Discussion in 'Politics' started by blu, Oct 30, 2011.
Yep. That's exactly how it worked when top marginal rates were that high, too.
It never worked that way. You don't increase business investment by taxing away the thing to be invested.
Also, when people have to pay high marginal tax rates, they simply work less. That last thing you want in an economy is your most productive people cutting back on the number of hours they work.
That theory is beyond stupid.
I bet the rich make giant paper airplanes out of their cash to fly around the world on!!!!!!!!!!
This jabrone doesn't understand the op.
I hate to be the one to tell ya bucko, but those people who do all that investing and such, well they dont do any fucking work if they are taxed or not.
Yes, it did. The top marginal tax rate was between 70% and 92% during the entire four decades from 1940 to 1980 in the U.S. During those same decades, investment in business expansion was always fully deductible. During those same decades, per capita GDP growth was above 4%. Since 1981, when the top marginal rate dropped to 50%, and especially since 1986, when it dropped to 35% with the tax reform act of that year, per capita GDP growth has averaged a little above 2%, so the high-tax period outperformed the current years by more than two to one.
While the high taxes were certainly not the only thing helping this to happen, they were an important factor for exactly the reason the OP stated: because rather than pay the taxes, people with incomes above the confiscatory bracket invested in business expansion. The higher taxes discouraged having wealth pile up or be invested in quick-payoff, non-job-creating instruments.
In the first place, you apparently didn't understand what you were reading, because most people didn't actually PAY these taxes. They invested in tax-deductible business expansion, thus creating jobs, and so the capital WASN'T taxed away.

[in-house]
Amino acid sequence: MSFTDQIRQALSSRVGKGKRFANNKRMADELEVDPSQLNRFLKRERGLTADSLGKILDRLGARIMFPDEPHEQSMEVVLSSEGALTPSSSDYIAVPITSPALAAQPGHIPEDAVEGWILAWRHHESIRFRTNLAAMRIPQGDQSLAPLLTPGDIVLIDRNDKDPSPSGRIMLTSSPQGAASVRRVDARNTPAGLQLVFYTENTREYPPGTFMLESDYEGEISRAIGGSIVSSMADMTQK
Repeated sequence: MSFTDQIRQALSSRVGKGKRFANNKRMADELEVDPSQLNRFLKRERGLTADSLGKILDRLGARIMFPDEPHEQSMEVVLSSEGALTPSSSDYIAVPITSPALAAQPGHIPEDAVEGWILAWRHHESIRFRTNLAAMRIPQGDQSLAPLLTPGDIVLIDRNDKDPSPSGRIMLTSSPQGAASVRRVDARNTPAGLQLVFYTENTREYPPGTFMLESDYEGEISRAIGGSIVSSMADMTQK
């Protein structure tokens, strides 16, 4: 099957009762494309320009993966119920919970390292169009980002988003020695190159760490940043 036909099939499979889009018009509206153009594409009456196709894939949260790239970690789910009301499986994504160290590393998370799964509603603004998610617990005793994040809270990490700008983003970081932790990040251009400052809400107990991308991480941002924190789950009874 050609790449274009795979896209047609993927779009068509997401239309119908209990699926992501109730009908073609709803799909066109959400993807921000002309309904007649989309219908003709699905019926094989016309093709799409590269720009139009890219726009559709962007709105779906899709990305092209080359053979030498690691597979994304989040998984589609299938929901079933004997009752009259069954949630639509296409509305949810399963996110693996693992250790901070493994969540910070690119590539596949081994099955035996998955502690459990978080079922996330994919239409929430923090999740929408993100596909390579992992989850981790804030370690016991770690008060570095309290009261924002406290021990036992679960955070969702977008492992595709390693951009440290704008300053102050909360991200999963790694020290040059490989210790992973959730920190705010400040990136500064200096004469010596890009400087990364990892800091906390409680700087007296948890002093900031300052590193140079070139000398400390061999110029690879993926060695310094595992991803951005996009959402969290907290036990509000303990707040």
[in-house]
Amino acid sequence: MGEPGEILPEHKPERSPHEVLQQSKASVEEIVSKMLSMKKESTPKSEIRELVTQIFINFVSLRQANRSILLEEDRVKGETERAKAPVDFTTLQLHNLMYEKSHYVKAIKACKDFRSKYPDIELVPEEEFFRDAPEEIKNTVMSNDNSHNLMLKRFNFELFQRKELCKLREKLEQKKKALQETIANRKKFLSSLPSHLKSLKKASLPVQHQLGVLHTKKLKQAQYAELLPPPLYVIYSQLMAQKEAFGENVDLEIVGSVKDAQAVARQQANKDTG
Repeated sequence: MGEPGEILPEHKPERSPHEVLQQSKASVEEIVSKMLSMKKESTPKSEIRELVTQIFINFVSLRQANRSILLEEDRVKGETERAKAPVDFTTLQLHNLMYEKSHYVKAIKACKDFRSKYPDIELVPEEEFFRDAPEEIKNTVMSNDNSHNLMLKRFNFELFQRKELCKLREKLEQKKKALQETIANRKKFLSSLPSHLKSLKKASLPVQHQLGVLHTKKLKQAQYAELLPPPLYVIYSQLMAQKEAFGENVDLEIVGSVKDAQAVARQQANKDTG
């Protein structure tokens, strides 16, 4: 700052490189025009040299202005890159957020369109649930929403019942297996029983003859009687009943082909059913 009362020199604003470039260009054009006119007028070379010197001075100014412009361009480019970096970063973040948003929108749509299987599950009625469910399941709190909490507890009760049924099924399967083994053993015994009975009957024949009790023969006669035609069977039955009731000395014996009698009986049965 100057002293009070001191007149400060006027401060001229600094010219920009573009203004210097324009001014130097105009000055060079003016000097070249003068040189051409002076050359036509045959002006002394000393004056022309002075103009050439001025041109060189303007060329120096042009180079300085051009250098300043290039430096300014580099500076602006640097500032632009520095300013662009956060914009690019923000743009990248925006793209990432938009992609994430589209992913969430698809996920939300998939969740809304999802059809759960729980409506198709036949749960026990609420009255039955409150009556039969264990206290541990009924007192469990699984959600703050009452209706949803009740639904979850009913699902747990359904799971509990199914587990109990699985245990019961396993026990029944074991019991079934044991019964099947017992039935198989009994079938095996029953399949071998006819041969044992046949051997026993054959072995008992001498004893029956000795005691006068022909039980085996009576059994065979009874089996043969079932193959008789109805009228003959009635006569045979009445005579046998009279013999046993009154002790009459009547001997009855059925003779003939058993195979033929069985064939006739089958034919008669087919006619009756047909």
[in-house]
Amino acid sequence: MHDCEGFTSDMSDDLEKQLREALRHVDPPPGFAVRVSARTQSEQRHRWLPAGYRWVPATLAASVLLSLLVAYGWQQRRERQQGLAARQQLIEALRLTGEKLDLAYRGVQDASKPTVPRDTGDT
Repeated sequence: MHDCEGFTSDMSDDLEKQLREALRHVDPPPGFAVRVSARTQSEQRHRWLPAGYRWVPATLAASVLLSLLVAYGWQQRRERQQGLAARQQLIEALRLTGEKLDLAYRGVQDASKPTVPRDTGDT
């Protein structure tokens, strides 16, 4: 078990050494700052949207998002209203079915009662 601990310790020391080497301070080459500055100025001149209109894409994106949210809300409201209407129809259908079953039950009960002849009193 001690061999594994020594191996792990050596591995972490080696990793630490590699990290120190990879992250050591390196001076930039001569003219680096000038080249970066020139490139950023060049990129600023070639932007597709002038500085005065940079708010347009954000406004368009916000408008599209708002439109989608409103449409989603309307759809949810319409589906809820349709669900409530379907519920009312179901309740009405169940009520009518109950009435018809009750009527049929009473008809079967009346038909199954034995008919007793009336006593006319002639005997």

In the second place, even if it had been you'd still be wrong, because this would be money that wouldn't otherwise have been invested productively.
The limit on investment in job-creating ventures is NOT the amount of capital available to invest. It's consumer demand for the products or services the investment is supposed to produce and put on the market. Capital beyond this limit will not be invested, and so taxing it away is no loss.
Let me acquaint you with a method commonly used to find out truths about the observable world and how it works. It's called the scientific method. Using the scientific method, what we would do with a hypothesis such as you have expressed above is to make a prediction on the basis of it, and then look at what actually happens to see if the prediction comes true. If it does, then we find your theory has been supported by the evidence, but if not, then we know you were wrong and your theory should be modified or scrapped.
Now, on the basis of what you say here, we would predict -- if you are right -- that during times when taxes were higher, the economy would be less productive, not grow as well, have higher unemployment rates, worse recessions, etc., as the "most productive people" cut back their hours worked.
As noted above, though, the opposite is true. During the four decades when the top marginal tax rate varied from 70% to 92%, the economy outperformed the thirty years since when top marginal rates have ranged from 28% to 39.6% by more than two to one.
Looks to me like my "stupid" theory is the one that matches observable reality, while your "smart" theory is the one that doesn't. And it's whether the theory matches observed reality that matters, not whether you, on the basis of some arbitrary presupposition, judge it to be "stupid."
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